Infinity's Responsible Sound
It seemed that I'd been walking for days when I finally made it to the Infinity suite at the Las Vegas Hilton. Around the Convention Center, into barbeques and onto concert stages, across a parade of shuttle buses, by a dude playing Guitar Center solos while plugged into a Volkswagon, over a skywalk, through a glowing, buzzing, smoking casino (of course), and aboard a crowded elevator, I finally made it. Made it! To Infinity's "Responsible Sound" exhibit.
I had my fingers crossed, hoping to see and hear some finished project, some Green Speaker with Organic Sound, something constructed from tofu and soy, something I might even be able to eat. Reporters get hungry, especially after walking for days. But no. Not yet, at least.
"This is a look into the future," said marketing director Mike Casa. "This is a trend we see coming, and we want to be at the forefront of the revolution."
Infinity is exploring possible recyclable, replenishable, and biodegradable materials for use in every aspect of loudspeaker design, from structural paper for enclosures, to engineered veneers for finishes, to ecofabrics for grille cloths, and even recycled denim (!) for fiberglass insulation.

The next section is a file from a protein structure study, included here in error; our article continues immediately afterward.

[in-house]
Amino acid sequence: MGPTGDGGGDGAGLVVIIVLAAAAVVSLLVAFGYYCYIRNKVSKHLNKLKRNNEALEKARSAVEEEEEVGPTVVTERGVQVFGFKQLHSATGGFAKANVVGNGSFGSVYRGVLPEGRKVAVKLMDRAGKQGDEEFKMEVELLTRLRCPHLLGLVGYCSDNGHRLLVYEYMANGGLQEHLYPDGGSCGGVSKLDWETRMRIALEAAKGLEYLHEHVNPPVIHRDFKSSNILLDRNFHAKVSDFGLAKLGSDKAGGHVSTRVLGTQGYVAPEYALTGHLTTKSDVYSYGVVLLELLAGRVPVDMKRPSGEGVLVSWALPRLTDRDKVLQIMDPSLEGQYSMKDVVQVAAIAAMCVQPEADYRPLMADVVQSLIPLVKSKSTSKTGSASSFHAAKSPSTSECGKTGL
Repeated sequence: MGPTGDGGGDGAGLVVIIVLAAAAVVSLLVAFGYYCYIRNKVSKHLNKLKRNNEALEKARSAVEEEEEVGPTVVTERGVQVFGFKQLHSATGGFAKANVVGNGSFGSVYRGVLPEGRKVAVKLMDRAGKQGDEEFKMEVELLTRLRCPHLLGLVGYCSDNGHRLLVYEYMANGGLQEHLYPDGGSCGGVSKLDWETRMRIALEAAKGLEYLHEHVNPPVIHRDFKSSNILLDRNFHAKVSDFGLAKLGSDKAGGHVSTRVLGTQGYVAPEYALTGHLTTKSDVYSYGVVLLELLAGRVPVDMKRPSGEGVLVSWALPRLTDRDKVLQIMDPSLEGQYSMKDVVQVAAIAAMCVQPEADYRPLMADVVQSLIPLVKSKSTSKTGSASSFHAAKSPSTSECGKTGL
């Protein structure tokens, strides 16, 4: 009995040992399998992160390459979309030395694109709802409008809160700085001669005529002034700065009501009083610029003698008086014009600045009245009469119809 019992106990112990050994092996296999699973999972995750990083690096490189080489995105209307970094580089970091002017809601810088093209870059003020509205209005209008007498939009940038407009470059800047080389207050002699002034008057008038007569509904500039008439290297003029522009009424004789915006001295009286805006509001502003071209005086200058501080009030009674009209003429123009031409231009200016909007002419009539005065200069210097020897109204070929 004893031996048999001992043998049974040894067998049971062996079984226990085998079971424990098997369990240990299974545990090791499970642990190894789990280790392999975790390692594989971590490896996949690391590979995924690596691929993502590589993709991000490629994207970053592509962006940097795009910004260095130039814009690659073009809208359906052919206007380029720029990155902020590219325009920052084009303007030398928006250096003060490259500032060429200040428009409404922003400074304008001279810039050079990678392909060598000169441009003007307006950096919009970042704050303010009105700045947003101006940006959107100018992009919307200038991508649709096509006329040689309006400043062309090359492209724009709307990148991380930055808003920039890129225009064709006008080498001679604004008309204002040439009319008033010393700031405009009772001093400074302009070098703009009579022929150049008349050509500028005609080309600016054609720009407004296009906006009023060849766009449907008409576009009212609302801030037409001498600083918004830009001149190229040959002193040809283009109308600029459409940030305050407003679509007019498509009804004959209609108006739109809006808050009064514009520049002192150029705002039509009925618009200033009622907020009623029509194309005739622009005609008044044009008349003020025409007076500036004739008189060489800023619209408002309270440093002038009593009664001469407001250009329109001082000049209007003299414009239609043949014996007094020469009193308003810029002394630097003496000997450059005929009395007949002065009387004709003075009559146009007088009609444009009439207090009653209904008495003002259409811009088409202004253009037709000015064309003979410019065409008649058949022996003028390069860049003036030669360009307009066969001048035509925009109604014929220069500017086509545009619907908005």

Something like plyboo a bamboo plywood finish would make use of easily replenishable resources, Casa explained. "Of course, we need to evaluate all of these possibilities. We need to figure out what will be suitable for worldwide distribution, and won't put us out of business."
It'll take awhile. A material like denim probably won't see the inside of a speaker for another two to four years, still about two generations of Infinity speakers away.
Paul Bente, president of the Home Products Division of the Harman Consumer Group, stressed, "We're going to do this, but we're not going to compromise performance. It's very important, not only for us, but for the entire industry. We're going to take a strong stance on it."